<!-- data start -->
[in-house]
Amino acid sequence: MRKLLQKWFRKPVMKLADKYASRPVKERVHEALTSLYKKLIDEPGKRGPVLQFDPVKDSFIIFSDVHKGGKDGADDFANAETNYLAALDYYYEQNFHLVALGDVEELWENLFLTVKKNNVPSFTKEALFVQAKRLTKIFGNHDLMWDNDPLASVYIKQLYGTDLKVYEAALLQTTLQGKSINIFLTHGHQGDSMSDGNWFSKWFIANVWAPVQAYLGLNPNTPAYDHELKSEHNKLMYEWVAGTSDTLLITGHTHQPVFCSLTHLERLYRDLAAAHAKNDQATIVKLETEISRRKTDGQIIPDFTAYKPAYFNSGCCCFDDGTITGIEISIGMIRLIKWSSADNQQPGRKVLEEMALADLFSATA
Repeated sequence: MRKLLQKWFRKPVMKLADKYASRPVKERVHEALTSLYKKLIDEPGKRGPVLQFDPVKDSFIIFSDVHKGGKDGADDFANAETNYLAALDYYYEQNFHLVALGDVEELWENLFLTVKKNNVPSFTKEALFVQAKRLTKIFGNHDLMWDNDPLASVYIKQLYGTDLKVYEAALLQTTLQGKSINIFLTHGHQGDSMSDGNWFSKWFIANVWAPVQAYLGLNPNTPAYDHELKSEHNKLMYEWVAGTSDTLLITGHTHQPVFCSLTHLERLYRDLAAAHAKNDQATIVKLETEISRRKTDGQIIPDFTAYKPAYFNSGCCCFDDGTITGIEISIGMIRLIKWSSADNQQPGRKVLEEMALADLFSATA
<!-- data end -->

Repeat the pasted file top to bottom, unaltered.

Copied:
[in-house]
Amino acid sequence: MRKLLQKWFRKPVMKLADKYASRPVKERVHEALTSLYKKLIDEPGKRGPVLQFDPVKDSFIIFSDVHKGGKDGADDFANAETNYLAALDYYYEQNFHLVALGDVEELWENLFLTVKKNNVPSFTKEALFVQAKRLTKIFGNHDLMWDNDPLASVYIKQLYGTDLKVYEAALLQTTLQGKSINIFLTHGHQGDSMSDGNWFSKWFIANVWAPVQAYLGLNPNTPAYDHELKSEHNKLMYEWVAGTSDTLLITGHTHQPVFCSLTHLERLYRDLAAAHAKNDQATIVKLETEISRRKTDGQIIPDFTAYKPAYFNSGCCCFDDGTITGIEISIGMIRLIKWSSADNQQPGRKVLEEMALADLFSATA
Repeated sequence: MRKLLQKWFRKPVMKLADKYASRPVKERVHEALTSLYKKLIDEPGKRGPVLQFDPVKDSFIIFSDVHKGGKDGADDFANAETNYLAALDYYYEQNFHLVALGDVEELWENLFLTVKKNNVPSFTKEALFVQAKRLTKIFGNHDLMWDNDPLASVYIKQLYGTDLKVYEAALLQTTLQGKSINIFLTHGHQGDSMSDGNWFSKWFIANVWAPVQAYLGLNPNTPAYDHELKSEHNKLMYEWVAGTSDTLLITGHTHQPVFCSLTHLERLYRDLAAAHAKNDQATIVKLETEISRRKTDGQIIPDFTAYKPAYFNSGCCCFDDGTITGIEISIGMIRLIKWSSADNQQPGRKVLEEMALADLFSATA